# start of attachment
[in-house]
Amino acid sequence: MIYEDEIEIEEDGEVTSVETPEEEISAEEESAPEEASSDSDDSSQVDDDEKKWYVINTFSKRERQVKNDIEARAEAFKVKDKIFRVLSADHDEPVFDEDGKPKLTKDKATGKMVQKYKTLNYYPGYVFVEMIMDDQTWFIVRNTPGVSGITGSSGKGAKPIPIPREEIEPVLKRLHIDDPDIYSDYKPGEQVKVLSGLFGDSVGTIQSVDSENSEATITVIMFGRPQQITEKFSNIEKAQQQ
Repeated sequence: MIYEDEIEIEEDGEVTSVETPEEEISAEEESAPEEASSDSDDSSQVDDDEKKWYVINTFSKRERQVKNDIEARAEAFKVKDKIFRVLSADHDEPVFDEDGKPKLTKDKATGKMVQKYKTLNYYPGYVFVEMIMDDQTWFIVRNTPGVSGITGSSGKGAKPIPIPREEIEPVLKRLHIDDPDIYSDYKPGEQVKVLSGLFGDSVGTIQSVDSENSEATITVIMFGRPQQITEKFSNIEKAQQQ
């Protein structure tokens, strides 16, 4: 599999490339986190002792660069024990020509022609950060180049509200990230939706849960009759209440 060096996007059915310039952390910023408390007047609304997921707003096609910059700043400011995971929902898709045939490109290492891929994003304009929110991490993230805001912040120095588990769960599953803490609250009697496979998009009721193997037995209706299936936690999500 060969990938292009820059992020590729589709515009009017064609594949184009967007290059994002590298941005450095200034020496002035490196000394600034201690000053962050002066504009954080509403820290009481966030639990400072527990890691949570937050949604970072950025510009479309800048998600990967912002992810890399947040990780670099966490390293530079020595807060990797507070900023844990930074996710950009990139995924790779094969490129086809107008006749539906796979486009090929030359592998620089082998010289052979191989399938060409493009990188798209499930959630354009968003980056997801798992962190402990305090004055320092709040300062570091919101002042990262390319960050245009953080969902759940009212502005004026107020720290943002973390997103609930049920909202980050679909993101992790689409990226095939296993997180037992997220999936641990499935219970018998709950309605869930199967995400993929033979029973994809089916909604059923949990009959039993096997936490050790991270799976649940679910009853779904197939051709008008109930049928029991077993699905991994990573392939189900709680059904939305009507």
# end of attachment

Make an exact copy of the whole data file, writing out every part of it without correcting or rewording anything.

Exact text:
[in-house]
Amino acid sequence: MIYEDEIEIEEDGEVTSVETPEEEISAEEESAPEEASSDSDDSSQVDDDEKKWYVINTFSKRERQVKNDIEARAEAFKVKDKIFRVLSADHDEPVFDEDGKPKLTKDKATGKMVQKYKTLNYYPGYVFVEMIMDDQTWFIVRNTPGVSGITGSSGKGAKPIPIPREEIEPVLKRLHIDDPDIYSDYKPGEQVKVLSGLFGDSVGTIQSVDSENSEATITVIMFGRPQQITEKFSNIEKAQQQ
Repeated sequence: MIYEDEIEIEEDGEVTSVETPEEEISAEEESAPEEASSDSDDSSQVDDDEKKWYVINTFSKRERQVKNDIEARAEAFKVKDKIFRVLSADHDEPVFDEDGKPKLTKDKATGKMVQKYKTLNYYPGYVFVEMIMDDQTWFIVRNTPGVSGITGSSGKGAKPIPIPREEIEPVLKRLHIDDPDIYSDYKPGEQVKVLSGLFGDSVGTIQSVDSENSEATITVIMFGRPQQITEKFSNIEKAQQQ
């Protein structure tokens, strides 16, 4: 599999490339986190002792660069024990020509022609950060180049509200990230939706849960009759209440 060096996007059915310039952390910023408390007047609304997921707003096609910059700043400011995971929902898709045939490109290492891929994003304009929110991490993230805001912040120095588990769960599953803490609250009697496979998009009721193997037995209706299936936690999500 060969990938292009820059992020590729589709515009009017064609594949184009967007290059994002590298941005450095200034020496002035490196000394600034201690000053962050002066504009954080509403820290009481966030639990400072527990890691949570937050949604970072950025510009479309800048998600990967912002992810890399947040990780670099966490390293530079020595807060990797507070900023844990930074996710950009990139995924790779094969490129086809107008006749539906796979486009090929030359592998620089082998010289052979191989399938060409493009990188798209499930959630354009968003980056997801798992962190402990305090004055320092709040300062570091919101002042990262390319960050245009953080969902759940009212502005004026107020720290943002973390997103609930049920909202980050679909993101992790689409990226095939296993997180037992997220999936641990499935219970018998709950309605869930199967995400993929033979029973994809089916909604059923949990009959039993096997936490050790991270799976649940679910009853779904197939051709008008109930049928029991077993699905991994990573392939189900709680059904939305009507």